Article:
If you’ve lost your job, and you are unsure how you’ll successfully manage your finances in the months or years to come; you are not alone. In fact, as of May 2020, the unemployment rate was the worst it’s been since the Great Depression. If you find that you are out of work and struggling with debt, you may want to consider filing bankruptcy.
Chapter 7 vs. Chapter 13 Bankruptcy
There are two main types of individual bankruptcy (not business bankruptcy), Chapter 7 and Chapter 13.
Chapter 7 bankruptcy is fast – particularly in comparison to Chapter 13 bankruptcy. Many Chapter 7 bankruptcies are complete within months, while the Chapter 13 bankruptcy requires a minimum of 3 years, and could require up to 5.
Chapter 7 is generally the best option for people with high debt compared to low income and little to no assets. Generally Chapter 7 is not as well advised for individuals who don’t qualify for Chapter 7 due to their income; have excessive non-dischargeable debts like child support; have fallen behind on their house or car payments; or would benefit by using the power of chapter 13 to lower their interest rates on a car. If the filer has the income to cover the payments, but just needs to catch up, Chapter 13 makes this possible.
Chapter 7 is referred to as the liquidation bankruptcy because non-exempt assets are liquidated with proceeds distributed to creditors. Individuals with substantial resources/assets may prefer Chapter 13 as no assets are sold to pay creditors in a Chapter 13 bankruptcy.
Filing Chapter 7 bankruptcy requires passing the means test; a standard test that determines whether or not a filer’s income qualifies them for Chapter 7 bankruptcy protection. Those who do not qualify for Chapter 7 bankruptcy may qualify under an exception (called ‘a Lanning deviation’) and also can often benefit from filing Chapter 13 bankruptcy.
Once a Chapter 7 bankruptcy is filed, and the court liquidates any non-exempt assets to distribute funds to creditors. The court issues a discharge of debt that essentially removes the filer’s liability to pay any and all dischargeable debts included in the bankruptcy. In comparison in Chapter 13, the debtor is protected, you are left alone to pay creditors what the Judge agrees you can afford. The Chapter 13 used to be referred to as a “wage earner” bankruptcy because it was designed for employeeswith a regular paycheck. Now its opened up for folks with other types of income including roommate contributions; side hustles; disabilities; odd jobs; self employment; and internet income. In effect, all persons with reliable income should consider the hope provided in a carefully crafted and individualized Chapter 13 plan as this type of bankruptcy reorganizes the filer’s debts and finances into a plan allowing them to pay back their creditors over the course of three to five years while retaining their assets.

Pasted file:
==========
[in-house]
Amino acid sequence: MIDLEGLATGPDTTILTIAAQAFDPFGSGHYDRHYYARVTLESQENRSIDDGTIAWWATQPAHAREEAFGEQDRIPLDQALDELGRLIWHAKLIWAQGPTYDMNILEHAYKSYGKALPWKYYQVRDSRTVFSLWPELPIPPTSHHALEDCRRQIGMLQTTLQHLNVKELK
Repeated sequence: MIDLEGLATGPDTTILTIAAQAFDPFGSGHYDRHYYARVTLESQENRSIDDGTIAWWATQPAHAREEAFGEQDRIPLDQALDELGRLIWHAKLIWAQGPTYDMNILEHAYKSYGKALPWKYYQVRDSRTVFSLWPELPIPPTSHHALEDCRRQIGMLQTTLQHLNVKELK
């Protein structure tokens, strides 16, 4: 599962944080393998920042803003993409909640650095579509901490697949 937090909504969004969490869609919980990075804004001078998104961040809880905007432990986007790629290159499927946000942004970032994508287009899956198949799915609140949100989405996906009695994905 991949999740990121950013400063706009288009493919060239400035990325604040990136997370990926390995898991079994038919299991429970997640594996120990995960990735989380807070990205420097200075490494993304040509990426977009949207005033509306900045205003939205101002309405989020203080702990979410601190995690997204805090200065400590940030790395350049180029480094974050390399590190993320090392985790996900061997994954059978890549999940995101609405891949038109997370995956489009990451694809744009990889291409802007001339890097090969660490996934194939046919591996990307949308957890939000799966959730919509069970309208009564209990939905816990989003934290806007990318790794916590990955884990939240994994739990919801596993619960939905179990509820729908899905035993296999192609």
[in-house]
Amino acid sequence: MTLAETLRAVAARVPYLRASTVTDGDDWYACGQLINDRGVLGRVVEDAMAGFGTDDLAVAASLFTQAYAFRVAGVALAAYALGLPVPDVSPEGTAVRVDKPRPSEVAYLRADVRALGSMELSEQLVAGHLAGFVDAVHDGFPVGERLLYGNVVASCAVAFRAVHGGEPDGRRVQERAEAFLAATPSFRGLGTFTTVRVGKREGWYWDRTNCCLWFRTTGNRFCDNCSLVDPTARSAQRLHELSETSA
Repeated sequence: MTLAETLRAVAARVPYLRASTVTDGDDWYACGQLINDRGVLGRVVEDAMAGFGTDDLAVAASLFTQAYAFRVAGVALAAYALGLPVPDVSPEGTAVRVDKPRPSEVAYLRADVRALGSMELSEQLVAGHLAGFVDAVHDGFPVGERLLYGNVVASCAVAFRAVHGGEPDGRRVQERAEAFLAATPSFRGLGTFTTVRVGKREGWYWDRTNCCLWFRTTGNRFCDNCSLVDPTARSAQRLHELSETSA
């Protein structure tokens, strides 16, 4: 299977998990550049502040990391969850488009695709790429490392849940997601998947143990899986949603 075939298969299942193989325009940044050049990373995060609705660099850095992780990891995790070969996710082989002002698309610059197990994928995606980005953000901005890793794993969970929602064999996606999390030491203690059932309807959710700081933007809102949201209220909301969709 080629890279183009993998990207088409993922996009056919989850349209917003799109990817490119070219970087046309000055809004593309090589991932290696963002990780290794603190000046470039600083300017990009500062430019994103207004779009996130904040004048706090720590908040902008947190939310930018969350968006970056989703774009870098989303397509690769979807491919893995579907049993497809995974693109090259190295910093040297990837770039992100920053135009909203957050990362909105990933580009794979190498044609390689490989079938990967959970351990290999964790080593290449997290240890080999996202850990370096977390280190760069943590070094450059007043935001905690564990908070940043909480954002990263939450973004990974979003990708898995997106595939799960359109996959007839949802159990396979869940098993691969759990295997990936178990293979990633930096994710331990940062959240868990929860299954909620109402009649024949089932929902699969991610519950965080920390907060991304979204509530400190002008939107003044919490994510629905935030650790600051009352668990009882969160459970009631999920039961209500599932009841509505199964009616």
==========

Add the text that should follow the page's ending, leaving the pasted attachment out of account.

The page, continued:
What About Non-Dischargeable Debts?
If you’ve lost your job, and you’re considering filing bankruptcy, you probably have concerns about what debt is dischargeable and what debt is nondischargeable. Dischargeable debt refers to consumer debts like credit cards, other revolving debt, personal loans, etc. After filing bankruptcy and receiving your discharge, the filer is no longer responsible for paying discharged debts, but they will still be responsible for paying any non-dischargeable debt. Non-dischargeable debt includes:
- Family Court Debt: Spousal or Child Support, etc.
- Criminal Court Debt: restitution payments, fines, traffic ticket fees, etc.
- Government Debt: Back Taxes, Student Loans, etc.
If you’ve recently lost your job and you aren’t sure how you’ll pay your debts, consider speaking with a bankruptcy attorney. Financial struggle is always difficult, but it is particularly stressful and unnerving during uncertain times. Please don’t hesitate to contact Ken Rannick. Most bankruptcy offices in the Chattanooga area don’t have a single Consumer Bankruptcy Specialist on staff. You are in good hands with Kenneth C. Rannick P.C. Get in touch with Kenneth C. Rannick P.C., Tennessee, and Georgia bankruptcy attorney as soon as possible.